Landmarks of Milton Hershey School
Historical Buildings of Milton Hershey School
The Milton Hershey School campus contains a number of historically important and architecturally significant buildings. These structures are an important physical link to the past and a tangible reminder of the philanthropic spirit of the Hersheys.
Originally constructed circa 1817, Kinderhaus is the oldest building on the campus of the School and now serves as home to the Department of School History. Kinderhaus (German for children’s home), was originally a stone farmhouse built by Isaac Hershey, Milton Hershey’s great-grandfather. Milton Hershey purchased the home and surrounding farm in 1906 and used the property to house students beginning in 1912.
Photo (Clockwise from top): Kinderhaus, 1912; Kinderhaus, 2006; Kinderhaus, 2011
Originally constructed in 1826, The Homestead was the birthplace of Milton Hershey in 1857 and where he built the experimental chocolate factory to perfect his milk chocolate formula.
Milton and Catherine Hershey lived here from 1905 until 1908 while their permanent home, High Point Mansion, was under construction. The Homestead also served as the first school building and residence for the boys of the Hershey Industrial School in 1910.
Originally constructed in 1934 in part to celebrate the twenty-fifth anniversary of the signing of the Deed of Trust, Catherine Hall was originally constructed as a junior-senior high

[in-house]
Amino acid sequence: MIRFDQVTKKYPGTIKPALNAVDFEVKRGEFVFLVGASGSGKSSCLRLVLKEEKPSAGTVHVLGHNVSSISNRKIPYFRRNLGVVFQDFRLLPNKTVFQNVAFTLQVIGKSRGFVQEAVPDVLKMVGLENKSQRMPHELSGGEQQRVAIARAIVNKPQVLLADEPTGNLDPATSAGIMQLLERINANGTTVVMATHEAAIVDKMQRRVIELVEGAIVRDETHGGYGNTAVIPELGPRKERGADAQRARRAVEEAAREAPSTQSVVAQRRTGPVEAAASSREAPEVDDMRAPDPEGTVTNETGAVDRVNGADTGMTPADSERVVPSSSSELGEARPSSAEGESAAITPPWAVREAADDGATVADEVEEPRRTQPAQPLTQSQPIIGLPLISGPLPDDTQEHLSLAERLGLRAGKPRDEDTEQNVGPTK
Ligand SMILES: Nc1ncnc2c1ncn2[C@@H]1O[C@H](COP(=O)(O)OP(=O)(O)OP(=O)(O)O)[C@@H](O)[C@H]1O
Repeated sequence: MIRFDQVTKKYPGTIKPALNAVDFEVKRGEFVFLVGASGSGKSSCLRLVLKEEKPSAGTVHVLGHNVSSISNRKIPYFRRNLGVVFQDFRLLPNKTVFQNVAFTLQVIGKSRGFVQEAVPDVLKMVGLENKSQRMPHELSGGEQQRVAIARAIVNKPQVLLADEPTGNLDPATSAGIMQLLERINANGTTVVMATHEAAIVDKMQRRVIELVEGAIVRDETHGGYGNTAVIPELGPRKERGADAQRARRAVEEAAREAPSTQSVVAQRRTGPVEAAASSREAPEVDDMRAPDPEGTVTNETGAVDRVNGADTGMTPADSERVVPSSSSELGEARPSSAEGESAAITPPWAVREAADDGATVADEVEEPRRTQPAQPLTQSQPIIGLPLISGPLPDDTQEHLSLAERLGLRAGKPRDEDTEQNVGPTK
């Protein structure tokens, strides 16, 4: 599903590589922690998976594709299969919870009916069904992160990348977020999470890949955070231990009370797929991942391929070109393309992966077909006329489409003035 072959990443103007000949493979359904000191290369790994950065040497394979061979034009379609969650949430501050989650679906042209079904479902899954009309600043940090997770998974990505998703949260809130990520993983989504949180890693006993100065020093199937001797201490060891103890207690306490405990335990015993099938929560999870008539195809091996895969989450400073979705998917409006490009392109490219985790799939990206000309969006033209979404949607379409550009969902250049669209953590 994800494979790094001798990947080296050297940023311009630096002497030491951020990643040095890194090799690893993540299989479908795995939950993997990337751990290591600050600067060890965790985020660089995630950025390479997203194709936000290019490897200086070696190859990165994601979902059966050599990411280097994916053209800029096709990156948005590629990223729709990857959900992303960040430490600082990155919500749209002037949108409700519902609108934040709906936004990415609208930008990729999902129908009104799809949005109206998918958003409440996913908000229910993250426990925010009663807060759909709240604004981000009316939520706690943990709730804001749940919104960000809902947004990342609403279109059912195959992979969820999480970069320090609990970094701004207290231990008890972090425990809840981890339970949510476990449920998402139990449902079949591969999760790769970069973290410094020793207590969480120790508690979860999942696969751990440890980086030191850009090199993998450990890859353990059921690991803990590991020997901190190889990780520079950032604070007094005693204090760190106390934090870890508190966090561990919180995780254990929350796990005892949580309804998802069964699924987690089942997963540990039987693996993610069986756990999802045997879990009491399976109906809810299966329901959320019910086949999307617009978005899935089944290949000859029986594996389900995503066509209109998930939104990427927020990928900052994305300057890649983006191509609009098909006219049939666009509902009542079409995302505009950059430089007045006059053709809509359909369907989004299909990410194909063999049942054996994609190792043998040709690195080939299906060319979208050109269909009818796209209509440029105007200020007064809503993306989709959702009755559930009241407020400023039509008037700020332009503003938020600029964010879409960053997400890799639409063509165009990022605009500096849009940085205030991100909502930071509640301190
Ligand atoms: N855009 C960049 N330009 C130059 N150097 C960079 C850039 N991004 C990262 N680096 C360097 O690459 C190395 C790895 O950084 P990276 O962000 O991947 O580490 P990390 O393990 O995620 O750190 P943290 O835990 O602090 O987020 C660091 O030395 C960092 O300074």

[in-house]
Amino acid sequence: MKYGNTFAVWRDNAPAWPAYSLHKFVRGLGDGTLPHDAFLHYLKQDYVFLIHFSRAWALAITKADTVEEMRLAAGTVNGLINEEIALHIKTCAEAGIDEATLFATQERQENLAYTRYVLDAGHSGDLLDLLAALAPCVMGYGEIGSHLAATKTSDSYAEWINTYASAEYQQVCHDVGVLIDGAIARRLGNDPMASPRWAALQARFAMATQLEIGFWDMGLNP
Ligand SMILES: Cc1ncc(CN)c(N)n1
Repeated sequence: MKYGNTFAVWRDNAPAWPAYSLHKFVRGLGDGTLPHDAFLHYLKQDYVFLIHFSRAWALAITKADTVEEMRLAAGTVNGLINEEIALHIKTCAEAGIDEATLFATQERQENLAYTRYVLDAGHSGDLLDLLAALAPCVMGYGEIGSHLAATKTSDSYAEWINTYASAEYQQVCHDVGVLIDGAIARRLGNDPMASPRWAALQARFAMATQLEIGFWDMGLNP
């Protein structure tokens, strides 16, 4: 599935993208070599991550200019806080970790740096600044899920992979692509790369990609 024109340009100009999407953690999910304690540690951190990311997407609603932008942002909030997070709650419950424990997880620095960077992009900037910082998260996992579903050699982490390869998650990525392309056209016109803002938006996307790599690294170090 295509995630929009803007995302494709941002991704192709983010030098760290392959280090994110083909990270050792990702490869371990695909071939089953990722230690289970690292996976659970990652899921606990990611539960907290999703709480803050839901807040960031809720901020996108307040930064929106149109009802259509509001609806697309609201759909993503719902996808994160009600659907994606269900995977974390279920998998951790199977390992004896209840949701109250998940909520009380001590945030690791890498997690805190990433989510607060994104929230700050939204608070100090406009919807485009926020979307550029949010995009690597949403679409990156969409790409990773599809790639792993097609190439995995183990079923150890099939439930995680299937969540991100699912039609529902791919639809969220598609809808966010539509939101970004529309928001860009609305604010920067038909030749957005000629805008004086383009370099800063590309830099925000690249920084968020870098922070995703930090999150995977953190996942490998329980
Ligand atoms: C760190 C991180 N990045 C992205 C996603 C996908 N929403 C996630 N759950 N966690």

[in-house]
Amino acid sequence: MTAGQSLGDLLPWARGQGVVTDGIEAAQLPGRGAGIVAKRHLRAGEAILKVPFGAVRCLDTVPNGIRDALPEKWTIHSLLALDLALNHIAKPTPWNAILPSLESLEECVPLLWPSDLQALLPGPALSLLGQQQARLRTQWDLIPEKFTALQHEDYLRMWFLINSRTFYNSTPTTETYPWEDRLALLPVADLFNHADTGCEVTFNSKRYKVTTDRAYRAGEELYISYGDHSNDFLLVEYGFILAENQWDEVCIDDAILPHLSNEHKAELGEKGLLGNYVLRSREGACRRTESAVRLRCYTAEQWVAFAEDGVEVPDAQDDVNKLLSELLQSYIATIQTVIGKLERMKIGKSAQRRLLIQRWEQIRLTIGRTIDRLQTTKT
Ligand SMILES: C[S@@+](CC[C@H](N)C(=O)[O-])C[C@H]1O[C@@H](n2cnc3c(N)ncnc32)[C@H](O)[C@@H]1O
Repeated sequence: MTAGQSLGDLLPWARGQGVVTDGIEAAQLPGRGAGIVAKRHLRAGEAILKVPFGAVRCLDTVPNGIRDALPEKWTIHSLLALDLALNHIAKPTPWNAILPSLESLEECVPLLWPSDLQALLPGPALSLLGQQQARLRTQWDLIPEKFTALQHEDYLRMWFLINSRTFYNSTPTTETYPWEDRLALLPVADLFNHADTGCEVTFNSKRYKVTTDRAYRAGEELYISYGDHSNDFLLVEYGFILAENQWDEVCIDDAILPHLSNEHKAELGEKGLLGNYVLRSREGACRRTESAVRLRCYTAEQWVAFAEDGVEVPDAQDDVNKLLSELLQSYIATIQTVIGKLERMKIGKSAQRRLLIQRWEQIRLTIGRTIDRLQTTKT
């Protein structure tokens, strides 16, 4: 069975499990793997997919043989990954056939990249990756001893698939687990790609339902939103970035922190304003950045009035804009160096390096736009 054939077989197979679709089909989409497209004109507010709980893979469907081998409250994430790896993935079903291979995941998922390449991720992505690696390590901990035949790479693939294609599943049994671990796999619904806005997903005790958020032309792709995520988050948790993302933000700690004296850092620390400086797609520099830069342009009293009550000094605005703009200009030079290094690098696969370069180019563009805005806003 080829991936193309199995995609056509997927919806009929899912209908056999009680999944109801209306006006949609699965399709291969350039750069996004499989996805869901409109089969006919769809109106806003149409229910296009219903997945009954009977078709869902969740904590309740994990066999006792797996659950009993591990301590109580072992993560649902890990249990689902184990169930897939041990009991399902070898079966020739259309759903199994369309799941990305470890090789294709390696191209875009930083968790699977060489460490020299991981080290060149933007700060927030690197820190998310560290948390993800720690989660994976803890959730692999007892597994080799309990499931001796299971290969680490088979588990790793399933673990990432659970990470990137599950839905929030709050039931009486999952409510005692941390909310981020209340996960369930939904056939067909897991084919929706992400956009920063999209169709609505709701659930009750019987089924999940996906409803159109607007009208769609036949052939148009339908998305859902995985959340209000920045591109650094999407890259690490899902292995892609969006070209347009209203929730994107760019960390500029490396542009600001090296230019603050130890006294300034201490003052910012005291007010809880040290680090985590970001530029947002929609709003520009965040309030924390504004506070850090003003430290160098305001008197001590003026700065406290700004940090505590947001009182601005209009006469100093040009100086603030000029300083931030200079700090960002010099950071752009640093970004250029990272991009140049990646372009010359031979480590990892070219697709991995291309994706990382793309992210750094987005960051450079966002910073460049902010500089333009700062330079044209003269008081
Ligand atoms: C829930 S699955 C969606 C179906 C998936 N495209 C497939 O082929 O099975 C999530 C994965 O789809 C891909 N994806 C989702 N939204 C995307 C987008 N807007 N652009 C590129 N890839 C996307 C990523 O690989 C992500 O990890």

school for grades six through twelve. The building has undergone a number of renovations and name changes over the years.
Completely modernized and refurbished in 2007, the building now serves as a middle school for students in grades five through eight.
Photo (Clockwise from top): Catherine Hall 2013; Junior-Senior High School, 1934; Senior Hall, 1960s.
Opened and dedicated on September 13, 1970, Founders Hall was built over a three-year period in the late 1960s as a tribute to the School’s founders, Milton S. and Catherine Hershey. The School’s most recognizable building, Founders Hall, contains offices for the administrators and business functions of the School. It also includes a Visitors Center, where more than 50,000 guests per year learn about the School’s mission through various displays and a short film about the Milton Hershey School.
The building contains a 2,700-seat auditorium where students attend weekly chapel services, assemblies, and commencement ceremonies. The cafeteria in Founders Hall provides quality food service for high school students as well as staff.
Photo (Clockwise from top): Founders Hall now; Construction in late 1960s; finished product 1970; construction in 1960s.
High Point Mansion
The home of Milton and Catherine Hershey from 1908 until Catherine’s death in 1915, High Point has served the Hershey community as a private residence, home to the Hershey Country Club, as well as corporate offices for the Hershey Company and Hershey Trust Company.
Today, elements of High Point have been restored to its original appearance as an educational experience primarily for the students of the School.
Photo (Clockwise from top): High Point Mansion & Grounds; High Point 2000s; Boys eating breakfast at High Point circa 1912; High Point, 1913.